Symptoms of tick paralysis in your Cat

Paralysis tick on a cat

All untreated cases of tick paralysis end up looking like a paralysed cat. However the initial symptoms can be variable. They may include:

  • Change in voice or their regular meowing sounds.

  • Dilation of the pupils

  • Difficulty in swallowing water or food or an exaggerated swallowing motion.

  • Coughing or gagging when swallowing

  • Vomiting

  • Slight weakness especially in the hind legs ( stands for only short time then sits down quickly. This could look like being less inclined to jump up on furniture etc.)

  • Slower/ more deliberate breathing than normal.

  • Wobbliness particularly in hind legs initially

As symptoms worsen:

  • Wobbliness becoming weakness becoming paralysis of hind legs then front legs and the losing the ability to sit up.

  • Breathing becoming more difficult, weaker and shallower until the cat cannot breathe for itself.

  • Loss of the ability to swallow and the gag reflex so the airways are no longer protected from saliva being inhaled into lungs.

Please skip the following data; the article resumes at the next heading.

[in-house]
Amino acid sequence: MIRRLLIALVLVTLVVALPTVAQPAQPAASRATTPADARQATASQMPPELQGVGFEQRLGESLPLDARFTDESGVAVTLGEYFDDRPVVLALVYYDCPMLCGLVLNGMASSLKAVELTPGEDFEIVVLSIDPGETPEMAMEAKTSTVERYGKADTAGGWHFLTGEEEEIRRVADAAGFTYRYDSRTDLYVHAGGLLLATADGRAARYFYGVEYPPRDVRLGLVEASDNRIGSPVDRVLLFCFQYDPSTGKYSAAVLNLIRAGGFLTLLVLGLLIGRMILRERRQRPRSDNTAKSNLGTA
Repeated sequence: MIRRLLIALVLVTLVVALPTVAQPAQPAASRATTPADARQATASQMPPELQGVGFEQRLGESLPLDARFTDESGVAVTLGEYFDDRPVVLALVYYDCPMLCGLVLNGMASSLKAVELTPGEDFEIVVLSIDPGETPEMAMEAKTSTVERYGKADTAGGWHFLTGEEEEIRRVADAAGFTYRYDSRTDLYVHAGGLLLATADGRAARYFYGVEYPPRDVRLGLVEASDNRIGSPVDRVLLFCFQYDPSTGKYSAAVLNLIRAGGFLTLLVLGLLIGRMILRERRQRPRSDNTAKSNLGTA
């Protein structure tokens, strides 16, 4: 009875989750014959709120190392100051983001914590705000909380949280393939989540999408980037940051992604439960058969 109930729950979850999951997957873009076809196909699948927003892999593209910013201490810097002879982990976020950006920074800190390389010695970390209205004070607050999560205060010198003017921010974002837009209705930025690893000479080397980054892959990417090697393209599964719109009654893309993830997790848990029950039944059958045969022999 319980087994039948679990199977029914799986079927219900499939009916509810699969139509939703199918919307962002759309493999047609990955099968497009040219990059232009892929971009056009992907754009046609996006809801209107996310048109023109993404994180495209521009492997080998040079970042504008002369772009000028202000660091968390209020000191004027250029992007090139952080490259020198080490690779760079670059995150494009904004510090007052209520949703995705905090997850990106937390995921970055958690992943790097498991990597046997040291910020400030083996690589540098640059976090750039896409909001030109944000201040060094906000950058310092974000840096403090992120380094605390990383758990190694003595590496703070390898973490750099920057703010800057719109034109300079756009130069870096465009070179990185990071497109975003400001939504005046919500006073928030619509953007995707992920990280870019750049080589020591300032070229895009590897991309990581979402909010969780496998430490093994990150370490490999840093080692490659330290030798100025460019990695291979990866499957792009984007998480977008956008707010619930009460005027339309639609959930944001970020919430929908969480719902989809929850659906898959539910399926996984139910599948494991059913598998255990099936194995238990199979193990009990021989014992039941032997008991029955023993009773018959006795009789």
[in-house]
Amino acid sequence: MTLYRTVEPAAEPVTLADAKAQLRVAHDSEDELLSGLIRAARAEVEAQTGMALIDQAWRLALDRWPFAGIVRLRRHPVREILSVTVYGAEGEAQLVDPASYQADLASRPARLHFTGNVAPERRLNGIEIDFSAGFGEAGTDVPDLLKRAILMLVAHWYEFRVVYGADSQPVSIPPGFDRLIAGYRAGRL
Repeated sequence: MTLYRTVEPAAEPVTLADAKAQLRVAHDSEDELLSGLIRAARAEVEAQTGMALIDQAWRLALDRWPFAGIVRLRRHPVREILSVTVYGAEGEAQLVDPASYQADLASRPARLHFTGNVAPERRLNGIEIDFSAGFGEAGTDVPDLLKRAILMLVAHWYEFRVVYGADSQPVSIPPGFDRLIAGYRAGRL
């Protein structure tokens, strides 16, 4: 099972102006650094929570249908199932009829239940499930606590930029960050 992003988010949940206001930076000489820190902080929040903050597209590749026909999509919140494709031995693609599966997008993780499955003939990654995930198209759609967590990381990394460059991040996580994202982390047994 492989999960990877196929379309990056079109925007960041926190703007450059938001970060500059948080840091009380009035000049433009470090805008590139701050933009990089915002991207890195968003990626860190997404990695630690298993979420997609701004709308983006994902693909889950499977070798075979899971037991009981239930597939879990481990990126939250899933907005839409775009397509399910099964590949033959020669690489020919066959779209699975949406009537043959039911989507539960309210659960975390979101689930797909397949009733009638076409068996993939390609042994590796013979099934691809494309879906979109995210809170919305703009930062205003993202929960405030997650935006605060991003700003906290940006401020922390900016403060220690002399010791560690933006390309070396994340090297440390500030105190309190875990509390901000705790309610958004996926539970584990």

• Bladder loses the ability to contract and urine pools and bladder is stretched beyond its normal capacity.

  • The cat dies of either not enough oxygen from poor breathing, or aspiration of saliva or bodily fluids into airways.

If your cat has a tick remove it immediately with as little squeezing as possible, ideally with a “tick twister” or similar. Keep the tick in a zip-lock bag. Paralysis ticks are spread by bandicoots, a small nocturnal native animal who likes long grass and scrubby undergrowth, which is most of Greenbank, Spring Mountain, New Beith, Munruben, Flagstone, North and South Maclean and Jimboomba.

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